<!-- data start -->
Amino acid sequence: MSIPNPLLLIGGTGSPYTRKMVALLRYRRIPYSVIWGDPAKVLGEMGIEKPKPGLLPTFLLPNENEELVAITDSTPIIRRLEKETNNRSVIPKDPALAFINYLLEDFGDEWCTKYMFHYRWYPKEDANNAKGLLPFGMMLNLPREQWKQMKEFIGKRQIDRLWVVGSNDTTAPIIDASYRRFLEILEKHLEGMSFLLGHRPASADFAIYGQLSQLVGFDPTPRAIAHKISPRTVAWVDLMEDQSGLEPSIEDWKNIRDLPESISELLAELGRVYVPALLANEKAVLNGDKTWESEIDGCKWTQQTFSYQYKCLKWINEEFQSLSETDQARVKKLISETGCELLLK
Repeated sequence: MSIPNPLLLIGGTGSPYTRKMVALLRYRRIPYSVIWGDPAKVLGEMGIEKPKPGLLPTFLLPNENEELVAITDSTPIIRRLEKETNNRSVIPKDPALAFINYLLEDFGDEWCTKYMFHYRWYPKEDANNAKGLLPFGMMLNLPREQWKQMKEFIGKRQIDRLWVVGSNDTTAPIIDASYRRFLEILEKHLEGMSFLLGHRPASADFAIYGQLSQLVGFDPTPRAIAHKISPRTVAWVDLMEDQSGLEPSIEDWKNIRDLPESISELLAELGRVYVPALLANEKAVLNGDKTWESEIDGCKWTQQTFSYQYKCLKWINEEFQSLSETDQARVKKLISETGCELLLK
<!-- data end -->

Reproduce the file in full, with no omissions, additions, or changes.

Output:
Amino acid sequence: MSIPNPLLLIGGTGSPYTRKMVALLRYRRIPYSVIWGDPAKVLGEMGIEKPKPGLLPTFLLPNENEELVAITDSTPIIRRLEKETNNRSVIPKDPALAFINYLLEDFGDEWCTKYMFHYRWYPKEDANNAKGLLPFGMMLNLPREQWKQMKEFIGKRQIDRLWVVGSNDTTAPIIDASYRRFLEILEKHLEGMSFLLGHRPASADFAIYGQLSQLVGFDPTPRAIAHKISPRTVAWVDLMEDQSGLEPSIEDWKNIRDLPESISELLAELGRVYVPALLANEKAVLNGDKTWESEIDGCKWTQQTFSYQYKCLKWINEEFQSLSETDQARVKKLISETGCELLLK
Repeated sequence: MSIPNPLLLIGGTGSPYTRKMVALLRYRRIPYSVIWGDPAKVLGEMGIEKPKPGLLPTFLLPNENEELVAITDSTPIIRRLEKETNNRSVIPKDPALAFINYLLEDFGDEWCTKYMFHYRWYPKEDANNAKGLLPFGMMLNLPREQWKQMKEFIGKRQIDRLWVVGSNDTTAPIIDASYRRFLEILEKHLEGMSFLLGHRPASADFAIYGQLSQLVGFDPTPRAIAHKISPRTVAWVDLMEDQSGLEPSIEDWKNIRDLPESISELLAELGRVYVPALLANEKAVLNGDKTWESEIDGCKWTQQTFSYQYKCLKWINEEFQSLSETDQARVKKLISETGCELLLK